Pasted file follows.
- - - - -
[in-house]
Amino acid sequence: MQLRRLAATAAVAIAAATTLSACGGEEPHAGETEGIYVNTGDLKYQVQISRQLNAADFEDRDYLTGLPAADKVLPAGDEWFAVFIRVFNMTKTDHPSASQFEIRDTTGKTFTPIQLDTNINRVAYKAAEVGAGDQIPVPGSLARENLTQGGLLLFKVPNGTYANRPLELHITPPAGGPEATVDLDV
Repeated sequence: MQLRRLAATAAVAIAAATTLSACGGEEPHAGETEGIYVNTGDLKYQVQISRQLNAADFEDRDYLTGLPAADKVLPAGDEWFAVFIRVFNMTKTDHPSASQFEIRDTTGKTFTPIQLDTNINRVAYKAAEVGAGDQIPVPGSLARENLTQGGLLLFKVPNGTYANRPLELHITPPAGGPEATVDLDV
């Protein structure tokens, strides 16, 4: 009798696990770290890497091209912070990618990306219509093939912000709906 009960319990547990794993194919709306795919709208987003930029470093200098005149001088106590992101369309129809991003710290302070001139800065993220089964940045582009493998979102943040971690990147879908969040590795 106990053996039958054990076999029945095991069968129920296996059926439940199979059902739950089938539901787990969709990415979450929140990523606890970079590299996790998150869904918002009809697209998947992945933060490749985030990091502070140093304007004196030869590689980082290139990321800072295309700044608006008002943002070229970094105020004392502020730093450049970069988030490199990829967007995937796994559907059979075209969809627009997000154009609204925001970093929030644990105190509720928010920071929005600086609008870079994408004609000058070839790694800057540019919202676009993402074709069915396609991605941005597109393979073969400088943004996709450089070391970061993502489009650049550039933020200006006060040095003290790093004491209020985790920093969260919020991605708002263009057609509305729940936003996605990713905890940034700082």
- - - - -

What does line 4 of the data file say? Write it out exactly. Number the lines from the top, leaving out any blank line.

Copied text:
């Protein structure tokens, strides 16, 4: 009798696990770290890497091209912070990618990306219509093939912000709906 009960319990547990794993194919709306795919709208987003930029470093200098005149001088106590992101369309129809991003710290302070001139800065993220089964940045582009493998979102943040971690990147879908969040590795 106990053996039958054990076999029945095991069968129920296996059926439940199979059902739950089938539901787990969709990415979450929140990523606890970079590299996790998150869904918002009809697209998947992945933060490749985030990091502070140093304007004196030869590689980082290139990321800072295309700044608006008002943002070229970094105020004392502020730093450049970069988030490199990829967007995937796994559907059979075209969809627009997000154009609204925001970093929030644990105190509720928010920071929005600086609008870079994408004609000058070839790694800057540019919202676009993402074709069915396609991605941005597109393979073969400088943004996709450089070391970061993502489009650049550039933020200006006060040095003290790093004491209020985790920093969260919020991605708002263009057609509305729940936003996605990713905890940034700082």